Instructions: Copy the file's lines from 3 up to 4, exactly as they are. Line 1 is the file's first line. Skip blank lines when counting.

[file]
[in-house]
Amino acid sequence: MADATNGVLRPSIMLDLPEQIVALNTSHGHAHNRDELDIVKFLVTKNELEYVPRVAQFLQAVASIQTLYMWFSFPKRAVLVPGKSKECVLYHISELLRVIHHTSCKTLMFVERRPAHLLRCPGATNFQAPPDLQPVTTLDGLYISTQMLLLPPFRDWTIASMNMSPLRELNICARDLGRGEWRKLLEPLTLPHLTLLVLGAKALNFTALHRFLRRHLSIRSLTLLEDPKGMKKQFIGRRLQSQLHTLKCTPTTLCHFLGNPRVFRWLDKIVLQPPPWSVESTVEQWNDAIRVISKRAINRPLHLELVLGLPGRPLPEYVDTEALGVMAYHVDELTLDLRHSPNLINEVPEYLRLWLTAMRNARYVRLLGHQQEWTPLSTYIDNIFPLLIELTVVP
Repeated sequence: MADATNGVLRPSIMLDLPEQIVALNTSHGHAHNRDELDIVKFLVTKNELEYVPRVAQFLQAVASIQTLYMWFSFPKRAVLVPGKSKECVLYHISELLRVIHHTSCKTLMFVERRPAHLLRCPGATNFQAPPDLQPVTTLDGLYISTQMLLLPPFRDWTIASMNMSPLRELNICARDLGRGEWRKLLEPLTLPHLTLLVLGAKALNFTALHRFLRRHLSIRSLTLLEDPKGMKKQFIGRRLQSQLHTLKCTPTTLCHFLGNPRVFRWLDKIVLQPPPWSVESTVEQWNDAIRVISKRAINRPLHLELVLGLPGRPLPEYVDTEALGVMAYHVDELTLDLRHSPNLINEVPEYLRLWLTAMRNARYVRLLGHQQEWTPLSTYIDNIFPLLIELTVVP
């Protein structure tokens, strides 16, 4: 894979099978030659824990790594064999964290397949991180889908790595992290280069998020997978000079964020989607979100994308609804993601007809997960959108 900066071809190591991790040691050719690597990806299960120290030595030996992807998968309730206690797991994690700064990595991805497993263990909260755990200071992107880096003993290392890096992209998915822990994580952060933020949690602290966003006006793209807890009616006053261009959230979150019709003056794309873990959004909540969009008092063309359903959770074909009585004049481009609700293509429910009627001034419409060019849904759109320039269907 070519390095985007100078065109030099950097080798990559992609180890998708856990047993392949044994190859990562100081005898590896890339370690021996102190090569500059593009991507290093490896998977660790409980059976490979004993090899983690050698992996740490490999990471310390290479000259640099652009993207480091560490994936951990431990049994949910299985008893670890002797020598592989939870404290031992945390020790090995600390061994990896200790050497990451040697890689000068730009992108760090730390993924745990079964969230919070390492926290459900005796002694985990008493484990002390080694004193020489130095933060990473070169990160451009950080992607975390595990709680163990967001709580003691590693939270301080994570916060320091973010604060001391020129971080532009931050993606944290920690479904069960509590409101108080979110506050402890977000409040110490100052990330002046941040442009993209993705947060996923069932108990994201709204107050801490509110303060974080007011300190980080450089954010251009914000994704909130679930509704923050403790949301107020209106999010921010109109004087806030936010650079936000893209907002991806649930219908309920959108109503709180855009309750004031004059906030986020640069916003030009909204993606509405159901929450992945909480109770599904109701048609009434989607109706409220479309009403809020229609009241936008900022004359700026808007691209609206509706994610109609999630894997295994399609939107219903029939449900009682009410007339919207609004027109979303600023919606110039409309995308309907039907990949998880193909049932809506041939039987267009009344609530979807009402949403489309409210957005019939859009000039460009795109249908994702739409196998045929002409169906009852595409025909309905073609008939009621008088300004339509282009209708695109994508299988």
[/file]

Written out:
Repeated sequence: MADATNGVLRPSIMLDLPEQIVALNTSHGHAHNRDELDIVKFLVTKNELEYVPRVAQFLQAVASIQTLYMWFSFPKRAVLVPGKSKECVLYHISELLRVIHHTSCKTLMFVERRPAHLLRCPGATNFQAPPDLQPVTTLDGLYISTQMLLLPPFRDWTIASMNMSPLRELNICARDLGRGEWRKLLEPLTLPHLTLLVLGAKALNFTALHRFLRRHLSIRSLTLLEDPKGMKKQFIGRRLQSQLHTLKCTPTTLCHFLGNPRVFRWLDKIVLQPPPWSVESTVEQWNDAIRVISKRAINRPLHLELVLGLPGRPLPEYVDTEALGVMAYHVDELTLDLRHSPNLINEVPEYLRLWLTAMRNARYVRLLGHQQEWTPLSTYIDNIFPLLIELTVVP
């Protein structure tokens, strides 16, 4: 894979099978030659824990790594064999964290397949991180889908790595992290280069998020997978000079964020989607979100994308609804993601007809997960959108 900066071809190591991790040691050719690597990806299960120290030595030996992807998968309730206690797991994690700064990595991805497993263990909260755990200071992107880096003993290392890096992209998915822990994580952060933020949690602290966003006006793209807890009616006053261009959230979150019709003056794309873990959004909540969009008092063309359903959770074909009585004049481009609700293509429910009627001034419409060019849904759109320039269907 070519390095985007100078065109030099950097080798990559992609180890998708856990047993392949044994190859990562100081005898590896890339370690021996102190090569500059593009991507290093490896998977660790409980059976490979004993090899983690050698992996740490490999990471310390290479000259640099652009993207480091560490994936951990431990049994949910299985008893670890002797020598592989939870404290031992945390020790090995600390061994990896200790050497990451040697890689000068730009992108760090730390993924745990079964969230919070390492926290459900005796002694985990008493484990002390080694004193020489130095933060990473070169990160451009950080992607975390595990709680163990967001709580003691590693939270301080994570916060320091973010604060001391020129971080532009931050993606944290920690479904069960509590409101108080979110506050402890977000409040110490100052990330002046941040442009993209993705947060996923069932108990994201709204107050801490509110303060974080007011300190980080450089954010251009914000994704909130679930509704923050403790949301107020209106999010921010109109004087806030936010650079936000893209907002991806649930219908309920959108109503709180855009309750004031004059906030986020640069916003030009909204993606509405159901929450992945909480109770599904109701048609009434989607109706409220479309009403809020229609009241936008900022004359700026808007691209609206509706994610109609999630894997295994399609939107219903029939449900009682009410007339919207609004027109979303600023919606110039409309995308309907039907990949998880193909049932809506041939039987267009009344609530979807009402949403489309409210957005019939859009000039460009795109249908994702739409196998045929002409169906009852595409025909309905073609008939009621008088300004339509282009209708695109994508299988």